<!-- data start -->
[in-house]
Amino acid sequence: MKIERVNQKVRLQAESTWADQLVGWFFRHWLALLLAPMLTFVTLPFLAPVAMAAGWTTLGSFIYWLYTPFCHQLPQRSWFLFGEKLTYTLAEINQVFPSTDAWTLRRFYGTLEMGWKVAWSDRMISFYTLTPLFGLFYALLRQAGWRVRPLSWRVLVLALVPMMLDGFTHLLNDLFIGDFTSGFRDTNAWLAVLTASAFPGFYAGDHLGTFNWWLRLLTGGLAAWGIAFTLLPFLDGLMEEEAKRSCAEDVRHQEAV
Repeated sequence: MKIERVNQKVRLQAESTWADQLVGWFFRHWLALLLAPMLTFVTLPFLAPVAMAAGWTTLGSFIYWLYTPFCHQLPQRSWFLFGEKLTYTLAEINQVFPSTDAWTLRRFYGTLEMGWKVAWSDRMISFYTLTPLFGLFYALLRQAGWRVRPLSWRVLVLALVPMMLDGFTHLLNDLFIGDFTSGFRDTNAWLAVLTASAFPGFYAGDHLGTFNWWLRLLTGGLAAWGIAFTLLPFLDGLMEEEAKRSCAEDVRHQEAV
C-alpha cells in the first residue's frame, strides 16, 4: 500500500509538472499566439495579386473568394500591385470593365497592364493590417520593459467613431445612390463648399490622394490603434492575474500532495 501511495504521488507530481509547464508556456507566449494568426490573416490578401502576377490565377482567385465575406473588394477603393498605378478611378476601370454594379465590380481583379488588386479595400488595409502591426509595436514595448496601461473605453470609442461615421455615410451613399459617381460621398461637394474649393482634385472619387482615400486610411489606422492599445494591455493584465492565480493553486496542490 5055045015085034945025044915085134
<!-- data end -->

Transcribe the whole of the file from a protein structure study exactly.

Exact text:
[in-house]
Amino acid sequence: MKIERVNQKVRLQAESTWADQLVGWFFRHWLALLLAPMLTFVTLPFLAPVAMAAGWTTLGSFIYWLYTPFCHQLPQRSWFLFGEKLTYTLAEINQVFPSTDAWTLRRFYGTLEMGWKVAWSDRMISFYTLTPLFGLFYALLRQAGWRVRPLSWRVLVLALVPMMLDGFTHLLNDLFIGDFTSGFRDTNAWLAVLTASAFPGFYAGDHLGTFNWWLRLLTGGLAAWGIAFTLLPFLDGLMEEEAKRSCAEDVRHQEAV
Repeated sequence: MKIERVNQKVRLQAESTWADQLVGWFFRHWLALLLAPMLTFVTLPFLAPVAMAAGWTTLGSFIYWLYTPFCHQLPQRSWFLFGEKLTYTLAEINQVFPSTDAWTLRRFYGTLEMGWKVAWSDRMISFYTLTPLFGLFYALLRQAGWRVRPLSWRVLVLALVPMMLDGFTHLLNDLFIGDFTSGFRDTNAWLAVLTASAFPGFYAGDHLGTFNWWLRLLTGGLAAWGIAFTLLPFLDGLMEEEAKRSCAEDVRHQEAV
C-alpha cells in the first residue's frame, strides 16, 4: 500500500509538472499566439495579386473568394500591385470593365497592364493590417520593459467613431445612390463648399490622394490603434492575474500532495 501511495504521488507530481509547464508556456507566449494568426490573416490578401502576377490565377482567385465575406473588394477603393498605378478611378476601370454594379465590380481583379488588386479595400488595409502591426509595436514595448496601461473605453470609442461615421455615410451613399459617381460621398461637394474649393482634385472619387482615400486610411489606422492599445494591455493584465492565480493553486496542490 5055045015085034945025044915085134